Gerald Burgess, a University of Leicester lecturer in clinical psychology, has described treating an individual who suffered a “Memento/Before I Go to Sleep“-style anterograde amnesia memory loss after a treatment at a dentist — “like nothing we have ever seen before.” Since the one-hour root-canal treatment, during which the a 38-year-old man from the UK was given a local anesthetic, the individual cannot remember anything beyond 90 minutes. He is fully aware of his identity and his personality did not change, says Burgess, but every day the man thinks it is the day of his dental appointment. He has to manage his life through an electronic diary and access to prompts. Burgess has now described the study, done a decade ago, in an open-access paper published in May in the journal Neurocase. He is also appealing for people who know of someone who might have suffered similar symptoms of memory loss, or medical or allied health professionals working with someone like this, to contact him to build up knowledge and evidence in this field of study.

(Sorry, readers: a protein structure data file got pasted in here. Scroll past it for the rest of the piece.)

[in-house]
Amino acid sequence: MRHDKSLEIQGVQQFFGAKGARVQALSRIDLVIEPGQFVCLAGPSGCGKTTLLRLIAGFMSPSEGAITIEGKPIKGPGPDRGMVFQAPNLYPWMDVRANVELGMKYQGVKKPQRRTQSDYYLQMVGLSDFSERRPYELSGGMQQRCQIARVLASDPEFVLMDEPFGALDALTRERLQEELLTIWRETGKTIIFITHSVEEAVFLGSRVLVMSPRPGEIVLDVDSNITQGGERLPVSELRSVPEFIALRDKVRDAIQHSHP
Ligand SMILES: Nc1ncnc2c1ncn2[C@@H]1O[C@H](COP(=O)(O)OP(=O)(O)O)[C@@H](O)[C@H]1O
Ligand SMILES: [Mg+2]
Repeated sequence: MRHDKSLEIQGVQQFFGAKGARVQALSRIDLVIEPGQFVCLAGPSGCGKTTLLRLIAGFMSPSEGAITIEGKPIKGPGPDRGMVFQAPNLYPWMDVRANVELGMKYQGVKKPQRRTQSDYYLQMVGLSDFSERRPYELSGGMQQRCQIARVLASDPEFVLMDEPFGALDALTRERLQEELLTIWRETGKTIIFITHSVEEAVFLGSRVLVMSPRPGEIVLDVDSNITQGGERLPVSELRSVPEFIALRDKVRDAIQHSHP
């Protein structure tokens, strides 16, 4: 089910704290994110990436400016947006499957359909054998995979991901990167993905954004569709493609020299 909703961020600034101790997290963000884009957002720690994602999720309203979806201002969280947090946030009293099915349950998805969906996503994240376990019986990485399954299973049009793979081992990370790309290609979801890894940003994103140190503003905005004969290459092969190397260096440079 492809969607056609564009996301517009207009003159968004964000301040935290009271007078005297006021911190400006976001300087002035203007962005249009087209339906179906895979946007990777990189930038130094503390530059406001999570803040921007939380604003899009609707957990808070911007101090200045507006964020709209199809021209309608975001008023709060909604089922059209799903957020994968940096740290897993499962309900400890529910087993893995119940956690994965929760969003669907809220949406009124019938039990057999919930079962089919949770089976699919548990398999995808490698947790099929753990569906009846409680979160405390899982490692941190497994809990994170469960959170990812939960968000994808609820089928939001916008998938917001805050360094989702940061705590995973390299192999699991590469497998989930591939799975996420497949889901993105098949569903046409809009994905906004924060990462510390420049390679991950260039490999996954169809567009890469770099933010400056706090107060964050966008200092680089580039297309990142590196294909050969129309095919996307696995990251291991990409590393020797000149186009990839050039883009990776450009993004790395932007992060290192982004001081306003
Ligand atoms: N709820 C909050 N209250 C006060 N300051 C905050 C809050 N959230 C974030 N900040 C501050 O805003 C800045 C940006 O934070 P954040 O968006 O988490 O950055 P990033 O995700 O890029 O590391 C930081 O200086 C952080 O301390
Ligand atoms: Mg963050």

Burgess notes that “what we did know about from decades of research and hundreds of case studies, is that bilateral damage to the hippocampal and/or diencephalon structures causes profound amnesia … [but] we should perhaps not be so stuck in thinking that profound amnesia only occurs in the context of visible damage to the brain’s hippocampal and/or diencephalon structures. “Those structures appear just to be needed for the initial holding or retention of information before engrams then proceed slowly through several other neuro-electrical and neuro-chemical events, before finally permanent memories are stored, and that something can occur at some later point in this process to vanquish the memory trace permanently.